The difference between de Jonge standing on the podium and not after the final was .031 seconds.
A year before the 2012 Summer Olympics, de Jonge started measuring the acceleration and deceleration of his paddle stroke and his boat with data collected in training from an accelerometer and a global positioning system (GPS) unit.
That information helped de Jonge perfect a powerful paddle to win bronze in the 200-metre sprint.
The "multi-measurement system" project was developed under Own The Podium's Innovation for Gold program, formerly called Top Secret.
De Jonge praised it to an audience at a sport innovation summit in Vancouver last year. The Halifax paddler is still bullish on the MMS.
"The 200 comes down to fractions of a second," said de Jonge, who recently won silver at the world championships in the distance.
"I had one race at the Olympics that was two-thousands of a second apart, and that's like a centimetre. If you're not doing every little thing you can, then you're not going to be working on those millimetres and centimetres that are needed to win a race."
Own The Podium, the organization which oversees an Olympic athlete's competitive life between Games, will host the three-day sport innovation summit in Calgary starting Monday.
The "SPIN" summit is in its eighth year. With 315 registered, it's the biggest so far.
The conference brings the inventions that sport scientists sweat over in laboratories to the people who surround athletes — coaches, doctors, trainers, psychologists, nutritionists, biomechanists, equipment technicians and high-performance directors.
"The vision of SPIN is to merge the art of coaching with the science of sport," OTP chief executive officer Anne Merklinger says.
"What Own The Podium believes is, if you're not in innovation, you're not in the game."
"Innovation is all about trying to find that one per cent factor that's going to bring athletes closer to the podium."
Coaches learning about new technologies is one of the most important connections made at the summit. If the coaches aren't buying in, then their athletes won't.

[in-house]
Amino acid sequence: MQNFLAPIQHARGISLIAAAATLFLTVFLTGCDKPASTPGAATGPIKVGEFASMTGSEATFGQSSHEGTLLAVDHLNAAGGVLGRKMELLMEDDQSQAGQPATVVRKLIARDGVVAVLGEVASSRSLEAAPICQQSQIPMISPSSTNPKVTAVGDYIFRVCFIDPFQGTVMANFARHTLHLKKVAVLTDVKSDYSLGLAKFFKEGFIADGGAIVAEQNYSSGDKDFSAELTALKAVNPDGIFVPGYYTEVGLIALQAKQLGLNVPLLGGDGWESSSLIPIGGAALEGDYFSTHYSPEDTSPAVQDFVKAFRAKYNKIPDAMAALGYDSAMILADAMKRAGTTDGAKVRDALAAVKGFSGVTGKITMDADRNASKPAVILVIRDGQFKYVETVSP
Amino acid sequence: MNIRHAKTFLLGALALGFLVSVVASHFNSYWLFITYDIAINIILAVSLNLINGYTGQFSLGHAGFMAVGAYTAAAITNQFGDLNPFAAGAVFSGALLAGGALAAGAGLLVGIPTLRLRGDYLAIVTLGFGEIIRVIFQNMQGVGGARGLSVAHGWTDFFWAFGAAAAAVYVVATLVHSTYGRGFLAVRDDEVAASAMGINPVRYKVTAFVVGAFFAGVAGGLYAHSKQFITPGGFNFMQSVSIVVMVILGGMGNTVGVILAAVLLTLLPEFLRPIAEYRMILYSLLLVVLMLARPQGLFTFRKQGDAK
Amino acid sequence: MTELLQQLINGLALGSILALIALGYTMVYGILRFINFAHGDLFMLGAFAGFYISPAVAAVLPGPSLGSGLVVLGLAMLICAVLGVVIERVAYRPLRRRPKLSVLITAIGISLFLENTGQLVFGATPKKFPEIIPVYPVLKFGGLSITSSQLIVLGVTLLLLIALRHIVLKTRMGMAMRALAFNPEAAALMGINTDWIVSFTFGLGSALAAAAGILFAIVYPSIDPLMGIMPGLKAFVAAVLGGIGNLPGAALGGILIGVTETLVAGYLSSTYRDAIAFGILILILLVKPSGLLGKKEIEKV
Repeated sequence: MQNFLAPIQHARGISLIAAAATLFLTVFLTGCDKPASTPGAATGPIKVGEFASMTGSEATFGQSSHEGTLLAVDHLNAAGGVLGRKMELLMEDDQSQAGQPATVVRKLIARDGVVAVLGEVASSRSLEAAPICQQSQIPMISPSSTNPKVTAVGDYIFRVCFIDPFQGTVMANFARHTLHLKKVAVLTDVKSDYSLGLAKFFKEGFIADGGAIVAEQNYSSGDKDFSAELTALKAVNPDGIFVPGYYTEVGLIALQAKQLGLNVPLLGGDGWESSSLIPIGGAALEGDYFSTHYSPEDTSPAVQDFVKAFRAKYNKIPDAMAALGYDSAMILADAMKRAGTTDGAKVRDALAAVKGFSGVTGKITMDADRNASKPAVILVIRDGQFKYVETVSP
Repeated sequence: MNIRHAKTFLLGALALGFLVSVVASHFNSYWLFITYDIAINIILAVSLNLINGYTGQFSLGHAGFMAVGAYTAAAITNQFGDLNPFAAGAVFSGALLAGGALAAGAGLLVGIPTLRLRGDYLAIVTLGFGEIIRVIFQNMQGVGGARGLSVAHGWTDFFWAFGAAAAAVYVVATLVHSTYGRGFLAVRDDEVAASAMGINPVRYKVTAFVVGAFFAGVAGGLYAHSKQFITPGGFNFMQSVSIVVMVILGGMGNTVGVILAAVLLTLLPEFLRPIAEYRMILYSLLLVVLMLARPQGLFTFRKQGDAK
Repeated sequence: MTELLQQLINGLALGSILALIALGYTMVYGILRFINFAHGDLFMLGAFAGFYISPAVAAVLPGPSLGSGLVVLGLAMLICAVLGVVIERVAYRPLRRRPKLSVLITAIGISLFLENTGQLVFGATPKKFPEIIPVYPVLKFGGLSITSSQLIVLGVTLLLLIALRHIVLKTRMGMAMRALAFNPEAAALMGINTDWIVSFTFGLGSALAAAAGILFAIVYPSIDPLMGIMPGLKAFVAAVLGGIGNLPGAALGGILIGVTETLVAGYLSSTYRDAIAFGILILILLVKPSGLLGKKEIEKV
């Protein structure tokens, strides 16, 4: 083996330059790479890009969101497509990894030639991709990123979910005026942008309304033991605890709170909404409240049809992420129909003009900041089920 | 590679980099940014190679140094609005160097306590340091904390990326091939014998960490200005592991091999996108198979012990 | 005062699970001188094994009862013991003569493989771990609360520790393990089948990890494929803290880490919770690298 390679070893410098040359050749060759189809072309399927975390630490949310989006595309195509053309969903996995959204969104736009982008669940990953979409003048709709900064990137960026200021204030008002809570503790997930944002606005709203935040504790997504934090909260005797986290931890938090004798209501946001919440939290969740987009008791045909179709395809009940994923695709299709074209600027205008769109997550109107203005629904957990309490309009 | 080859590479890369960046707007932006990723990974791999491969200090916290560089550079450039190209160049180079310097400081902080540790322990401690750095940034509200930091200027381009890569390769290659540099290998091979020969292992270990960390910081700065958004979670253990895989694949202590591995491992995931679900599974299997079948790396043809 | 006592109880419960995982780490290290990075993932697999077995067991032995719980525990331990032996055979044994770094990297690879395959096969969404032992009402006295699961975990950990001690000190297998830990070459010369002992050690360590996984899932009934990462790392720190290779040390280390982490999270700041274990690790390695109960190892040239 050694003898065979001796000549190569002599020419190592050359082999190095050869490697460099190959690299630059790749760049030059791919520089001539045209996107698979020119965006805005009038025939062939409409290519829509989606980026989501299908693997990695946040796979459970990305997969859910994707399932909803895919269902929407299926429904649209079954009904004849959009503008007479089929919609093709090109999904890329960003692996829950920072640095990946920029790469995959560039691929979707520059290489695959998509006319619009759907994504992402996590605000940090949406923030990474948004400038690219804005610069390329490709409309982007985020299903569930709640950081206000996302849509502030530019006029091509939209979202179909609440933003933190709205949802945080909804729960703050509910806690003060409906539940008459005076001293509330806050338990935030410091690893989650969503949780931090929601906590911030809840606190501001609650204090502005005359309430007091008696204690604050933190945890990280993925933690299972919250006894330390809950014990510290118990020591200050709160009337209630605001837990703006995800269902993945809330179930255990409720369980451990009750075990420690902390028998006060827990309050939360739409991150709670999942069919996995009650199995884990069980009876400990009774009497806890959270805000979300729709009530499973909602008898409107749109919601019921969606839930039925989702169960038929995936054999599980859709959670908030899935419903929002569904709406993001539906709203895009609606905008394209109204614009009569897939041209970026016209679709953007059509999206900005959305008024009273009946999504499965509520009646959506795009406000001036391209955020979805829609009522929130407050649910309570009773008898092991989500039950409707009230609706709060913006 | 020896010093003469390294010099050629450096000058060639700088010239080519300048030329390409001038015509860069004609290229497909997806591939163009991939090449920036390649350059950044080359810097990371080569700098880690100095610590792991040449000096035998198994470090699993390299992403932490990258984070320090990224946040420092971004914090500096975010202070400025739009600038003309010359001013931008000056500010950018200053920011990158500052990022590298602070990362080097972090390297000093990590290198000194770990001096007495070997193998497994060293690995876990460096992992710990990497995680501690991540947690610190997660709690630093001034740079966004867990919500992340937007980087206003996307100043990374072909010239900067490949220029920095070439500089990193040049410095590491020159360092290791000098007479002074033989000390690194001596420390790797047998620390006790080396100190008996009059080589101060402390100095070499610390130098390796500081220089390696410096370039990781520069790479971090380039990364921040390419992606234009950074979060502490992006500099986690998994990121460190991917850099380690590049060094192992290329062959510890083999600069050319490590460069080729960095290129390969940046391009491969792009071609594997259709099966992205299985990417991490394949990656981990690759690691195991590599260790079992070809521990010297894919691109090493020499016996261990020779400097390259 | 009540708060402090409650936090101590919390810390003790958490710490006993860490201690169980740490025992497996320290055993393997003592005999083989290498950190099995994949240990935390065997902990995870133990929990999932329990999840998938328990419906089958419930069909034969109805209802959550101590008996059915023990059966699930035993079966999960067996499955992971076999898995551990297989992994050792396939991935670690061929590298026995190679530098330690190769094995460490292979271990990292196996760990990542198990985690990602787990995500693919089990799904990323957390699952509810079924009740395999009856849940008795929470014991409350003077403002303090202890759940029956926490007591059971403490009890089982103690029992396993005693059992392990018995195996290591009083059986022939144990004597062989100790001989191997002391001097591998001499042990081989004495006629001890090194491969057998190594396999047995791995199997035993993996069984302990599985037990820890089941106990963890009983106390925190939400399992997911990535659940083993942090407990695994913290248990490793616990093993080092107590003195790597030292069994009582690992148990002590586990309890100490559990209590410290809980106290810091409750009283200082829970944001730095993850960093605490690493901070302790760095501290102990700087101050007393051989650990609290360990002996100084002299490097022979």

"You can do all the science in the world and be very innovative, but if you don't have the coach on board . . . then you might develop something that won't have an impact," said Dr. Jon Kolb, OTP's director of sport science, medicine and innovation.
"It might be cool and everything, but there has to be alignment there."
This year's conference covers such topics as overcoming fatigue to perform, the role of the sports psychologist in an athlete's life and aerodynamics in summer and winter sport.
Canada's sport science industry kicked into high gear prior to the 2010 Winter Games in Vancouver and Whistler, B.C.
With an annual budget of $2 million, among the 55 Top Secret projects designed to get Canadians on the podium at their own Games were giant treadmills, a cable to catapult speedskaters in training, and aerodynamic bodysuits.
OTP lifted the veil on some of those innovations after the Games. There is still a great desire by OTP to keep ideas and advances out of the hands of rival countries under Innovation for Gold.
Merklinger was stationed at the door of a workshop on the MMS technology last year to shoo away anyone who might be working for other countries.
Researchers from other countries aren't barred from registering for the conference, but Own The Podium doesn't advertise that it is open to them, Kolb said.
The MMS technology is also used in other winter and summer sports, so Kolb didn't want to go into great detail on the project.
De Jonge, who is also an engineer, says there are other applications for the MMS that can help him go faster.
"Last year when I gave the presentation, there were still some questions I wanted to have answered," he said. "I was talking about different strategies with stroke rate and speed.
"Now, since we know more about it, we're going to look at optimizing it a bit better, so we can find out a few more thing we're interested in."
Kolb's annual budget of $1 million for summer and winter Olympic and Paralympic sport is half of what OTP had to work with prior to 2010.
Germany and Britain have millions to invest in sport science, he said.
Kolb tries to maximize his money by developing technologies that can be applied to a broad range of sports.
"If you're not going after this kind of stuff, you're not in the game," he said.